Rose's Moroccan Chickpea Salad
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After tasting stews cooked in my tagine (aka tajine), I couldn't wait to try out more Moroccan dishes.

The thing is, anything cooked in a tagine takes a couple of hours - so I usually pull out that bad boy on the weekends.

Since I am always on the lookout for quick weekday vegetarian dishes, I had to try the Moroccan Chickpea Salad recipe[1] by Baltic Maid. The promise of Moroccan food made fast was just irresistible to me.

For those of you in a hurry, canned organic chickpeas work wonderfully. If you wish to use dry chickpeas, remember you need to soak them overnight, bring them to a boil in fresh water, and let them simmer for about an hour. (Check the directions on your package though).

My Tweaks

I'm not keen on parsley, it tastes too much like grass to me. So I used a big bunch of fresh cilantro instead of two small bunches of parsley and cilantro. Of course, it's up to you. Also, I only had a lime on hand (the original recipe called for the juice of one lemon).
Now, I don't know about you, but in my area of Canada it's next to impossible to find sweet Hungarian paprika. There really is no substitute for the real thing, but in a recipe like this I find that adding 1/2 tsp. of icing sugar (or superfine sugar) is close enough to add a touch of sweetness.
Well, the results were fabulous. My family has eaten it all up every time I've made it, but if you do have any leftover, refrigerate it (it should keep for a few days).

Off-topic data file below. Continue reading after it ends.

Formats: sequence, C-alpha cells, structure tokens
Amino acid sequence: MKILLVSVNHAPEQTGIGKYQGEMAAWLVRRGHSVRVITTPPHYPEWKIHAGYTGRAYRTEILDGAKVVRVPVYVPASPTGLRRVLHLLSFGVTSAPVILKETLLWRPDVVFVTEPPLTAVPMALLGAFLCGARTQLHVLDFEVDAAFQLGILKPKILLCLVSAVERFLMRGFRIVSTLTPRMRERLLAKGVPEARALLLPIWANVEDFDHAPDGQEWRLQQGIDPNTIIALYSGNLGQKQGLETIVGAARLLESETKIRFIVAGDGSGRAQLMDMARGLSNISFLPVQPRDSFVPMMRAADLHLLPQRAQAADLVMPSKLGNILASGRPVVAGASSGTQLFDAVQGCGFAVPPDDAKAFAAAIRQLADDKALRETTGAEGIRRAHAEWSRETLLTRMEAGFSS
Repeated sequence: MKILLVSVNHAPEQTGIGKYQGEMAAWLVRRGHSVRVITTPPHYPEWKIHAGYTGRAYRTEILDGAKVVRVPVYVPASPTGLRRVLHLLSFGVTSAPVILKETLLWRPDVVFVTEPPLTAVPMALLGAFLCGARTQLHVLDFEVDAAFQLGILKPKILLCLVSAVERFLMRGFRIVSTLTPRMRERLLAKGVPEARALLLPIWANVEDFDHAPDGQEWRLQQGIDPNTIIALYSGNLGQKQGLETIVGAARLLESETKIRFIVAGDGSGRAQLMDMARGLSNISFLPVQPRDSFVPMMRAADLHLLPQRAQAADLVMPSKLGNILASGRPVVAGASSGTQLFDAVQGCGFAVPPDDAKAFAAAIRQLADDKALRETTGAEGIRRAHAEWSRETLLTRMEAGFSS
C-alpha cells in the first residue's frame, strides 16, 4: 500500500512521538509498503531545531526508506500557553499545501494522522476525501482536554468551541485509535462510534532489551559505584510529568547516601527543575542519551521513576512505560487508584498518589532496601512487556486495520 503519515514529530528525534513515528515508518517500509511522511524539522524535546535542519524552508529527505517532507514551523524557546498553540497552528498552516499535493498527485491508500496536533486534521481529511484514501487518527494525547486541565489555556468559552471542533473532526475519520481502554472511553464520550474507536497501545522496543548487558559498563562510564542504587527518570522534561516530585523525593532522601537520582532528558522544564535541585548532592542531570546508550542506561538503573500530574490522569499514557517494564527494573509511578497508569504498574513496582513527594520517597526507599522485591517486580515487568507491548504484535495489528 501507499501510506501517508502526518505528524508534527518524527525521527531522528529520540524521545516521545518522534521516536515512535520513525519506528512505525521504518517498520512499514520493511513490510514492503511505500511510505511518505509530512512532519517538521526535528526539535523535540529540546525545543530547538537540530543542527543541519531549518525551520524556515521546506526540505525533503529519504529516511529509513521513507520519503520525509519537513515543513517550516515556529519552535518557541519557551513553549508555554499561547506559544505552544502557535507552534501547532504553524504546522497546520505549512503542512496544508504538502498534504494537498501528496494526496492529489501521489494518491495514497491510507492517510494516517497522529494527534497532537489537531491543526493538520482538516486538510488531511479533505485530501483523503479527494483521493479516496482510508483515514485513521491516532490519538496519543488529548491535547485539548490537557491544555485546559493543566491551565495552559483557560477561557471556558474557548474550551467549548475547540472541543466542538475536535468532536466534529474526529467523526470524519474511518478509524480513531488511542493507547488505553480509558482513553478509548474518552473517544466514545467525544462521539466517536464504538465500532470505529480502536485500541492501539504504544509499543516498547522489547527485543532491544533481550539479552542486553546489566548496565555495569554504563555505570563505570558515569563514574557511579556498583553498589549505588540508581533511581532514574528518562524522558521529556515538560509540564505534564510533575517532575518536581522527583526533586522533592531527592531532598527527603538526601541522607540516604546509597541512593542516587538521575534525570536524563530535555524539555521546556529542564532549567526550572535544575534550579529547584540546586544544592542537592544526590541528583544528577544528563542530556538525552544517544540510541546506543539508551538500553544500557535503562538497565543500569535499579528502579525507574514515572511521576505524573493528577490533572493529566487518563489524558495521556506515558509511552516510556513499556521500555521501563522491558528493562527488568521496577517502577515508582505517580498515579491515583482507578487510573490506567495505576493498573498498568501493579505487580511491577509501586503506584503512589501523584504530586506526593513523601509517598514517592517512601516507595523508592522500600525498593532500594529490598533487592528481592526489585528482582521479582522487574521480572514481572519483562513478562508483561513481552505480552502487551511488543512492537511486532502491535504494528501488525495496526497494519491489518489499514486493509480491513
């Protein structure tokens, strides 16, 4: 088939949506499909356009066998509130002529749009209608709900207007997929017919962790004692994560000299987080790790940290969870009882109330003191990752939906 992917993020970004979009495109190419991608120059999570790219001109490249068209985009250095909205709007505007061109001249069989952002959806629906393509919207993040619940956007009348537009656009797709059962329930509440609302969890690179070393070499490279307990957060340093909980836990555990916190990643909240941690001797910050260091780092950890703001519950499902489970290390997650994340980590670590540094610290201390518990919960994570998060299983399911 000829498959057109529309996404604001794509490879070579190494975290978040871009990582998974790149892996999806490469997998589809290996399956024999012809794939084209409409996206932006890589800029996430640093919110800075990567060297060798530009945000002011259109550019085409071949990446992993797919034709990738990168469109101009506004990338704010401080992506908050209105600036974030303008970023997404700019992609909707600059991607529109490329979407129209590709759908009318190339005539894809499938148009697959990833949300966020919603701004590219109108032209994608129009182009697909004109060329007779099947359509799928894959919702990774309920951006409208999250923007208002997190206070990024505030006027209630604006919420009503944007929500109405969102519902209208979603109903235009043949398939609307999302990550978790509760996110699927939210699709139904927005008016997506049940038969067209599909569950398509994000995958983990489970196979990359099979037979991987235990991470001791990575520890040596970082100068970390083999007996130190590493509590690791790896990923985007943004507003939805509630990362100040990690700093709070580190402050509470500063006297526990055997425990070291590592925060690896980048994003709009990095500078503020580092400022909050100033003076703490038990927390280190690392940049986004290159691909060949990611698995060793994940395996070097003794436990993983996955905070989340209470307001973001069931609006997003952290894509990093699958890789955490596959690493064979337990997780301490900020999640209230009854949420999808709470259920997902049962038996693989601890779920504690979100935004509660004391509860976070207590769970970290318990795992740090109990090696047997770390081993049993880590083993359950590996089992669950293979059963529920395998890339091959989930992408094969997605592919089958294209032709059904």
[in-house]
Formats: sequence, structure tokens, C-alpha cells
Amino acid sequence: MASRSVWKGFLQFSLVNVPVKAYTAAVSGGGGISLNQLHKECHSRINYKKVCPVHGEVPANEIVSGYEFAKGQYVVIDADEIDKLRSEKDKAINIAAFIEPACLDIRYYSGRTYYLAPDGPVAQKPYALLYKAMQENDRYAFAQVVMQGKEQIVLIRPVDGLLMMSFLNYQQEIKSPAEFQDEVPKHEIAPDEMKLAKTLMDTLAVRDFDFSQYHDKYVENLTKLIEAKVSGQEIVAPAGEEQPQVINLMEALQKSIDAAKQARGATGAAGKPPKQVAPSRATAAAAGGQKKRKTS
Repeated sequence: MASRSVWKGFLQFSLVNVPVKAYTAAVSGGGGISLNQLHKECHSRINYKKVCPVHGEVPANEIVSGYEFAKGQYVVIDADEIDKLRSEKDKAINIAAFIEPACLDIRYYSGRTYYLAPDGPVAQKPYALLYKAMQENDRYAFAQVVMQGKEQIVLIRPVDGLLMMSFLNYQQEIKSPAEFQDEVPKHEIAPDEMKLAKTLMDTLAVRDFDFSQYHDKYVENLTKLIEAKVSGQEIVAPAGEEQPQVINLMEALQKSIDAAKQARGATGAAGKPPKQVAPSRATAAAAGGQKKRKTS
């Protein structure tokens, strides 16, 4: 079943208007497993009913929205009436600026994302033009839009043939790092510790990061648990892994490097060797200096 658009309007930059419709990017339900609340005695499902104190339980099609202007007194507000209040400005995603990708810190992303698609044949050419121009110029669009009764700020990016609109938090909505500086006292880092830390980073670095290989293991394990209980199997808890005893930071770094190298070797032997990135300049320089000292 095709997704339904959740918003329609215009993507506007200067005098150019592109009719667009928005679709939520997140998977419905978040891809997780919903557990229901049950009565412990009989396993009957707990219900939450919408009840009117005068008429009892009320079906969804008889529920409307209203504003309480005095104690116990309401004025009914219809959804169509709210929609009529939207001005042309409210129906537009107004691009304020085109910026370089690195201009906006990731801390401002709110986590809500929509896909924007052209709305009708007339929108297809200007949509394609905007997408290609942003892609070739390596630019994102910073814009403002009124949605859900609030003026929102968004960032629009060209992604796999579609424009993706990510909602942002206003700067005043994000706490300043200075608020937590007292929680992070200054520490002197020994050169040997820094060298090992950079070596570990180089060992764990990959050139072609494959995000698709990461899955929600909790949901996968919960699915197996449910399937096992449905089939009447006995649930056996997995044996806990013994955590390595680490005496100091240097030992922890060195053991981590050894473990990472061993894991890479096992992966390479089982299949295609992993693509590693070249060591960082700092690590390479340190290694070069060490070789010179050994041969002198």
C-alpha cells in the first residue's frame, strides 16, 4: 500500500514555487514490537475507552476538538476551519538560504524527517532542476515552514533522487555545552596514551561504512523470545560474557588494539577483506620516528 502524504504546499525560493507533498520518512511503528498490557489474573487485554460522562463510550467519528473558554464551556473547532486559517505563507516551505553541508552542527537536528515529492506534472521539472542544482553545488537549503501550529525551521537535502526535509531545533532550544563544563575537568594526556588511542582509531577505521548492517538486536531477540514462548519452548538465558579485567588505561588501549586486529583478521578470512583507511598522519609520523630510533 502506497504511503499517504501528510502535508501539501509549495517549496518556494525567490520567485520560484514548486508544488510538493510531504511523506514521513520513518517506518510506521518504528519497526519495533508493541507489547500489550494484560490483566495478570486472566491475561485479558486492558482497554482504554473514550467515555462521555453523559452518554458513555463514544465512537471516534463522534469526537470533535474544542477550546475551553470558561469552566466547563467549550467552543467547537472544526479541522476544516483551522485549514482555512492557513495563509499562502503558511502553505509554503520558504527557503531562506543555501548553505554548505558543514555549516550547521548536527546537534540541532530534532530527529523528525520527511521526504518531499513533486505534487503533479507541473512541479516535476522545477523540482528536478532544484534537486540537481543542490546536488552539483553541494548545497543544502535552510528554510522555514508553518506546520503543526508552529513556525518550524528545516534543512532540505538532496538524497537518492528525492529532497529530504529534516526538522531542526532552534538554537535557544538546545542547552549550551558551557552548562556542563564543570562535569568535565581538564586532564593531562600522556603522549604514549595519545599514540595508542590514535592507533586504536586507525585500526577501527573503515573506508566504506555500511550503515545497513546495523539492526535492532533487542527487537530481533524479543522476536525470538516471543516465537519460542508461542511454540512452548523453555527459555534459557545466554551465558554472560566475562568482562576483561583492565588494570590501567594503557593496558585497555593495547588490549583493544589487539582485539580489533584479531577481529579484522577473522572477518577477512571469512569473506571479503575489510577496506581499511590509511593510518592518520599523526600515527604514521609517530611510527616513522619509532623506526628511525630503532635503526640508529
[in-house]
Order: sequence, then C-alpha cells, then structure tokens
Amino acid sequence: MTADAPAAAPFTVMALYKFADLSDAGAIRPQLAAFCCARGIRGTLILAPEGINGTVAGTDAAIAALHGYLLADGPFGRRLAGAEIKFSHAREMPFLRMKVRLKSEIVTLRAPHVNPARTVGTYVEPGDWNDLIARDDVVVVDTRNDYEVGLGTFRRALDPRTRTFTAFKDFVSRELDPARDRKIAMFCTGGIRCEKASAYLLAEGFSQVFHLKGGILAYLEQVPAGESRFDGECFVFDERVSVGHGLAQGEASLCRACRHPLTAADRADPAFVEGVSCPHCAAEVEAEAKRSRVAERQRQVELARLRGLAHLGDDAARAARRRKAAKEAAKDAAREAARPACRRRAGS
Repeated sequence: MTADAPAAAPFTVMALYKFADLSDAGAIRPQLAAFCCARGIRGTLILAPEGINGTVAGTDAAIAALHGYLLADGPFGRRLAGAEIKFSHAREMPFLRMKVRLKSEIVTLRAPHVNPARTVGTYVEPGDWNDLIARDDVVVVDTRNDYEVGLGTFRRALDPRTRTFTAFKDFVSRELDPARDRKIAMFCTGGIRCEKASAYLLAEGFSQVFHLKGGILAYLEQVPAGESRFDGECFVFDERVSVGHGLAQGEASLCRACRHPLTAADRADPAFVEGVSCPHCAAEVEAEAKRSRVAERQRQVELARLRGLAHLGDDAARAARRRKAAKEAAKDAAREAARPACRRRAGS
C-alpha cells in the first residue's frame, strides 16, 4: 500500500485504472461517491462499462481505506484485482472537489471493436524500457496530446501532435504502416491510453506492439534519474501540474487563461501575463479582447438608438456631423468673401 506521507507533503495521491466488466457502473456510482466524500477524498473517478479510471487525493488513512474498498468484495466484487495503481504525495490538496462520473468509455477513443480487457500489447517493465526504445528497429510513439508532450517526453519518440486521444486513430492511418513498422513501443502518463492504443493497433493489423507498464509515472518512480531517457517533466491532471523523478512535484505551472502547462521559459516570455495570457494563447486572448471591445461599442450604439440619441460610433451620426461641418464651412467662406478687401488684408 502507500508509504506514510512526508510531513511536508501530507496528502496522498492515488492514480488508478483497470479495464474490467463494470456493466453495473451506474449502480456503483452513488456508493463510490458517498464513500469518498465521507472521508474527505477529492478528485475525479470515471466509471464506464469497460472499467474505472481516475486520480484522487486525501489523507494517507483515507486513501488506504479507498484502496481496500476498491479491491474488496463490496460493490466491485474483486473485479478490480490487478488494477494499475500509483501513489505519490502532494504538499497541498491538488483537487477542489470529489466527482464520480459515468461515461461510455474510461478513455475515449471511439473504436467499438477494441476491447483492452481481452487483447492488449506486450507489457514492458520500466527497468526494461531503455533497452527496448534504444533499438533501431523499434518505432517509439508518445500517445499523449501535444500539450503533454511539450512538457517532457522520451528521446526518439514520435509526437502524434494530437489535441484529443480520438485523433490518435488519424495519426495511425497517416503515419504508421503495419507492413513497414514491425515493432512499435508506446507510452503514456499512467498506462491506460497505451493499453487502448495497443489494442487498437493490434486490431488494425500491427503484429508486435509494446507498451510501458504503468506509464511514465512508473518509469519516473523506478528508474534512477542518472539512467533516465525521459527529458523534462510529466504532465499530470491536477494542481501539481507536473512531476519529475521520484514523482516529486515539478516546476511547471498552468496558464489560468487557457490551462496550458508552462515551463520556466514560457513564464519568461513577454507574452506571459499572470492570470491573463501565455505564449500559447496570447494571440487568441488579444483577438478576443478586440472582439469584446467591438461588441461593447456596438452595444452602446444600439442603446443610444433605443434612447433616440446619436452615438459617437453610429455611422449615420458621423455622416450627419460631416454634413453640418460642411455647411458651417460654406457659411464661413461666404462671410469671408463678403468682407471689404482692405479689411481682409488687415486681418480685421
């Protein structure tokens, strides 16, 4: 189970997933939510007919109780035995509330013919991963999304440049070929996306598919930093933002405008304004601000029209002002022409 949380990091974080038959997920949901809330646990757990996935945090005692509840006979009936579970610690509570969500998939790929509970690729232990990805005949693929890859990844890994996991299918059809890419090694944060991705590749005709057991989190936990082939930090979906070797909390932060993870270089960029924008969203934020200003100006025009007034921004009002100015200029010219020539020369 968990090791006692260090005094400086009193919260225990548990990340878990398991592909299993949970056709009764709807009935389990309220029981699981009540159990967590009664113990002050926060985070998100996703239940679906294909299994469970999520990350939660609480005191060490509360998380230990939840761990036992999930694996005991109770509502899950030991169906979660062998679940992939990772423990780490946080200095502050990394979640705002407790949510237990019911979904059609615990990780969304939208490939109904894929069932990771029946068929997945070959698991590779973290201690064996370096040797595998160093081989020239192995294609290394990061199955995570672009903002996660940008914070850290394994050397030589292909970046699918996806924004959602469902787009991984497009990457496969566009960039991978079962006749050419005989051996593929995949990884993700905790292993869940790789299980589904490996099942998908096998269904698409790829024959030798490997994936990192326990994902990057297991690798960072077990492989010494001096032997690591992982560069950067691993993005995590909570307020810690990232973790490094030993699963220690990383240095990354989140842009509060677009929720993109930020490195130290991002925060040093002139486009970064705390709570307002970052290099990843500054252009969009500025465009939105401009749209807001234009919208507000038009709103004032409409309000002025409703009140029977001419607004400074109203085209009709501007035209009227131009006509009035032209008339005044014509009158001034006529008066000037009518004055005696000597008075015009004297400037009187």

My ingredients

I use a larger bunch of cilantro

My Ingredients for Moroccan Chickpea Salad
Credit: RoseWrites on InfoBarrel / All rights reserved

Rose's Moroccan Chickpea Salad

Serves: 3 | Prep: 10 mins | Total: 15 mins

When I worked it out (roughly, I'm no mathematician) the cost to make this dish is only a few dollars. It would make a great meal for busy parents to whip up or students on a budget. It's flavourful and it's fast.
Since you need about 2.5 cups of chickpeas for this recipe, I find you need to either buy two small cans or one large can of them. (Leftover chickpeas are great in salads or on their own as a snack with a little salt and pepper).
Some helpful conversions:
1 (15 oz) can of chickpeas = 1.5 cups cooked chickpeas (drained)
1 (19 oz) can of chickpeas = 2.25 cups cooked chickpeas (drained)
1 (28 oz) can of chickpeas = 3 cups cooked chickpeas (drained)
1 cup dry chickpeas (cooked and drained) = about 3 cups chickpeas
2.5 cups chickpeas (canned or cooked)
1 medium red onion, thinly sliced (use 3/4 of a large one)
5 minced garlic cloves
2 tbsp. extra virgin olive oil (good quality)
2 tsp. ground cumin
2.5 tsp. sweet paprika (OR add 1/2 tsp. icing sugar to regular paprika)
1 tbsp. lime or lemon juice (I squeezed 1/2 lime)
1 large bunch of cilantro, finely chopped (original recipe called from 1 small bunch of parsley and 1 small bunch of cilantro - but I prefer just cilantro)
4 oz. (113 g) goat cheese or feta, crumbled
salt and pepper to taste
Optional: 1/2 - 1 tsp. hot chili powder
It's ideal to use hot chickpeas, so either soak dry ones (the night before) and cook them according to directions OR put canned chickpeas (drained) in a bowl, add fresh water and microwave them 1 - 2 mins or heat them on the stove with fresh water (on low for 10 mins). Drain hot, cooked chickpeas and set aside.
In a large bowl, combine onion, garlic and olive oil. Toss in hot chickpeas and stir immediately (this helps the flavours intermingle). Add remaining ingredients, season to taste and mix thoroughly.
Lastly, add crumbled goat cheese or feta and serve.

Using Dry Chickpeas? Soak Them Overnight

And remember, you'll need to simmer them for 1 hour

My chickpeas soaking overnight
Credit: RoseWrites on InfoBarrel / All rights reserved